Often times, I find myself more broken than not: less centered than I would hope. Music is often the tool that I use to center myself to Christ. Whether it be playing guitar, doing AVL for church production in my area, or producing my own music. I find music a large part of my reconciliation and perpetual repentance to Christ.

In your own words, what is the Gospel?

Nathan: We’re all eff’ed up. Like really, really messed up. Our actions too often directly oppose God’s desire. We’ve all had thoughts straight from the pits of hell: things that scare us, and drive us into deep, dark caverns. Fortunately enough, there is a way out. Jesus’ death on the cross allows us to continually renew our minds and our souls, and to find refuge from the darkness trapped in our minds. Most importantly, Jesus offers His hand to us, and upon taking it, we are entered into a New Order; a Kingdom that forever dispels darkness. And on the throne sits The King. A loving King who cherishes every subject like His own inheritance.

Have you been reading or listening to anything lately that has spurred growth in your life?

Nathan: Recently, I have not found anything. Any suggestions are much appreciated.

Favorite book of the Bible and why?

Nathan: Ecclesiastes. Life is meaningless apart from the Father. It’s a great reminder that everything is pointless unless done with a Kingdom focus. It’s very freeing to realize that nothing I do will never amount to anything. Relieves the pressure of needing to be some big shot. I can just focus on being me and working for the Kingdom.

What’s the status of the band? You haven’t released anything in a while.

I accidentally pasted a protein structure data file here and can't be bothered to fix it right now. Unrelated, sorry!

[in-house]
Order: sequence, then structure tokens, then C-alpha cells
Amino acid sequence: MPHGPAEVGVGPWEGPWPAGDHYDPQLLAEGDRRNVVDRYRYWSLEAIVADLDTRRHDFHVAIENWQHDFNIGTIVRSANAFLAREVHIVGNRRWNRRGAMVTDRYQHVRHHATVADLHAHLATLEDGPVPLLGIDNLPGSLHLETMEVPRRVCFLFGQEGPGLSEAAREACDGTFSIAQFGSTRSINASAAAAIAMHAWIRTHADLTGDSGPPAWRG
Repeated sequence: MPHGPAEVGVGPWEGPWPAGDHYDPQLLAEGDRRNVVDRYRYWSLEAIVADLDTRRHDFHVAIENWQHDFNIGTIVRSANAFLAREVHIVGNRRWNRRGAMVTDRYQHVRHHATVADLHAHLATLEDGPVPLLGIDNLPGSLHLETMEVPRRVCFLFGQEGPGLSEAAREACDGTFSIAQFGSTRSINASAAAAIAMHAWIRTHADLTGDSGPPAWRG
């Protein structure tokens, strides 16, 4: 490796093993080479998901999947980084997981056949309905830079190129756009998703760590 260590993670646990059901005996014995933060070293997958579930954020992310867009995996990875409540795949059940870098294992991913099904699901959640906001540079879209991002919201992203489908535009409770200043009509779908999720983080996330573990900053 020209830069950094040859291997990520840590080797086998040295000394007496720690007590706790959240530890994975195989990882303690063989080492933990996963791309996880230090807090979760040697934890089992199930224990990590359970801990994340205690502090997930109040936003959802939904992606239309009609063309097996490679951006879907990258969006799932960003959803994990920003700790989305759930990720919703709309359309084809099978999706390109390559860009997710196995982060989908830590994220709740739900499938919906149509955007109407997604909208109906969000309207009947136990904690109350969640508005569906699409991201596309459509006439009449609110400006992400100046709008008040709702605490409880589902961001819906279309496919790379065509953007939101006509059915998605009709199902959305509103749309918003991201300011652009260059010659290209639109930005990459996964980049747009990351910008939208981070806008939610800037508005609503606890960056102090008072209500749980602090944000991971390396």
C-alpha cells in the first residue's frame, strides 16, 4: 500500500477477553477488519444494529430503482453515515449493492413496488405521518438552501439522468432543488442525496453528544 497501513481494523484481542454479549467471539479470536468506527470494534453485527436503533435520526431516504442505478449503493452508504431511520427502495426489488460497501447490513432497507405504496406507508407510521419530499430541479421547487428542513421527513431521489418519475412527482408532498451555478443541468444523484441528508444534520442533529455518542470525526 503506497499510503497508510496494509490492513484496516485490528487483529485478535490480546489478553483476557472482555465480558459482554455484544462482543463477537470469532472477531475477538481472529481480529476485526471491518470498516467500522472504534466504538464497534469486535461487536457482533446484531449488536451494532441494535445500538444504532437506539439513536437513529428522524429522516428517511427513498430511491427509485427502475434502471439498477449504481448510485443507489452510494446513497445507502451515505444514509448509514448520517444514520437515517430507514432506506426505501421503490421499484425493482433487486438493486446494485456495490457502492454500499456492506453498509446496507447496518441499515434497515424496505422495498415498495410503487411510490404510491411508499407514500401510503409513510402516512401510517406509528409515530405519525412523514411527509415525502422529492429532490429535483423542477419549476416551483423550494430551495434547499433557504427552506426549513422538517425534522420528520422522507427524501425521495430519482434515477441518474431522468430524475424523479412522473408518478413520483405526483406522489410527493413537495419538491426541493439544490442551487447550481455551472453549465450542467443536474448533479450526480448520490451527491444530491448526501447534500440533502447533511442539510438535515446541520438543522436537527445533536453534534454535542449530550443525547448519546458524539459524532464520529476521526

Nathan: I wish I was releasing music all the time. Unfortunately, it takes a lot longer to write something that inspires me. A few life changes also got in the way: I got married, I spent a lot of time moving into our new place, and my entire recording studio changed. Also covid. That being said, I currently have a song or two that will make it on to the Nathan Arthur pages very soon.

Where can your music be found and how can fans support you?

Nathan: My music is found on any streaming platform. I suggest Spotify. I expect no money for my works. The best way to support is by spreading the word. I hope that if you, the listener, like my music, there are others out there who might too. My Facebook page is NathanArthurOfficial (opens new window), and my Instagram page is NathanArthurMusic (opens new window).

I am also working on an official Nathan Arthur Production website, found at NathanArthurProduction (opens new window). I will have a bunch of free goodies, tips, and tricks for music producers, musicians, and music fans alike. Feel free to stop by if you’re interested.

Thanks for taking the time to do this. Anything else you’d like to share?

Nathan: Thanks for having me. And thanks to everyone who gives my music a shot. It truly means a lot to me.